Mother Jones on climate change and Thanksgiving It is a holiday loved for its abundance, but MoJo has now delivered a considerable bounty of downer to Thanksgiving, describing in detail just how endangered our favorite foods can be. Turkey, for instance, is in trouble because of what the drought has done to grain supplies. Forget mashing potatoes: higher temperatures in the spring could stifle yields of potatoes, which might also become infested with the potato tuber moth. Other dishes at climate change's mercy? Cranberry sauce, creamed spinach, anything involving corn, and maybe even pumpkin pie.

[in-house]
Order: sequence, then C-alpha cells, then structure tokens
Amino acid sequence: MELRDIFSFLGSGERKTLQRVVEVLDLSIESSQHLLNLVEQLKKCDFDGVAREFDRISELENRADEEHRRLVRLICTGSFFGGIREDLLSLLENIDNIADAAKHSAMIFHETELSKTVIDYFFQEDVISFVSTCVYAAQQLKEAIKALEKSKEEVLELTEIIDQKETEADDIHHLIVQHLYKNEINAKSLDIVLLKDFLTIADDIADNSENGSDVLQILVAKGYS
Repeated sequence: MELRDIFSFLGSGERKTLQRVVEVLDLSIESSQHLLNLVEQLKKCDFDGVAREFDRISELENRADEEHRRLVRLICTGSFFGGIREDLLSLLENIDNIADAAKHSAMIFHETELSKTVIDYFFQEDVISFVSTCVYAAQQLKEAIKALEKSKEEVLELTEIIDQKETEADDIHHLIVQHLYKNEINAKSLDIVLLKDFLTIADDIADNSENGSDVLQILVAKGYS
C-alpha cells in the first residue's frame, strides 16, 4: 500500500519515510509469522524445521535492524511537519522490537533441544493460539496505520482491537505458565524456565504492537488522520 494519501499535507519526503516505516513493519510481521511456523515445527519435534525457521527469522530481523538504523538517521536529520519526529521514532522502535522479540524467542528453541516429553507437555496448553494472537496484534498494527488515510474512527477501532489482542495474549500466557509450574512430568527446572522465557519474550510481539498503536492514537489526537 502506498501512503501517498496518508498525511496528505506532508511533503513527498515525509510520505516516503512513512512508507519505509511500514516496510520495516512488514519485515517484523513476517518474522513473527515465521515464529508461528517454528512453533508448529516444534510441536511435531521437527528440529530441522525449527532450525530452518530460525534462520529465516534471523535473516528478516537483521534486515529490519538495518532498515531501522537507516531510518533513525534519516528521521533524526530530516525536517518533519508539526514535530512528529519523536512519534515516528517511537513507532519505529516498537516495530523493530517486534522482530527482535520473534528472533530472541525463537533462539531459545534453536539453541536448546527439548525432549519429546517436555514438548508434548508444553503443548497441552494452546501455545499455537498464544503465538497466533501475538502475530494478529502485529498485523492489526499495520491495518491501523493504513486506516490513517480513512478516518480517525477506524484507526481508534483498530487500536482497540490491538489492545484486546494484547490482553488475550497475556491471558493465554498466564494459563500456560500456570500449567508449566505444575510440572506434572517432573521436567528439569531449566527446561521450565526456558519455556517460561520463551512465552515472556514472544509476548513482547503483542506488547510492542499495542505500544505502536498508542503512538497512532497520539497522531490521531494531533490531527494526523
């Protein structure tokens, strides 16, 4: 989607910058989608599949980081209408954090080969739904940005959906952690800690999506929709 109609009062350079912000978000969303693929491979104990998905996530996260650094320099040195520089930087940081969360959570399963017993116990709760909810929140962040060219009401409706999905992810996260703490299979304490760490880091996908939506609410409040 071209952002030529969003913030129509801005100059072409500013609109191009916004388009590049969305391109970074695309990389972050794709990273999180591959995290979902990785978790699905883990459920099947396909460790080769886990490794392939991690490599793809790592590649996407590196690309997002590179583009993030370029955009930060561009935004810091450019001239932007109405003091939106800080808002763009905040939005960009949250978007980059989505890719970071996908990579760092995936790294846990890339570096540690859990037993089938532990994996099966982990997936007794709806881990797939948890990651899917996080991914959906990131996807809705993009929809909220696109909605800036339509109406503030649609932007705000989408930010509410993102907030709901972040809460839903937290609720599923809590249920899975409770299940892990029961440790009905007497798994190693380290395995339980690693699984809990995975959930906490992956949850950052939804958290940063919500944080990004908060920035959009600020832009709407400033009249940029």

Grist on the carbon tax David Roberts describes why he doesn't regard the carbon tax "with the same reverence as many economists and climate hawks." Roberts says he has been asked why he doesn't advocate more strongly for the policy, which he says will not be instated as long as the GOP controls the house. So he gives 10 reasons "for a more tempered and realistic attitude toward a carbon tax." These reasons include the fact that the tax is "conservative," that the taxes are regressive, that the tax might come at the sacrifice of EPA regulations, and that "the environmental benefits are uncertain." He concludes that a carbon tax is a part of a "wholesale, society-wide commitment to remaking energy, agricultural, and land-use systems along low-carbon lines," but it's not the whole package.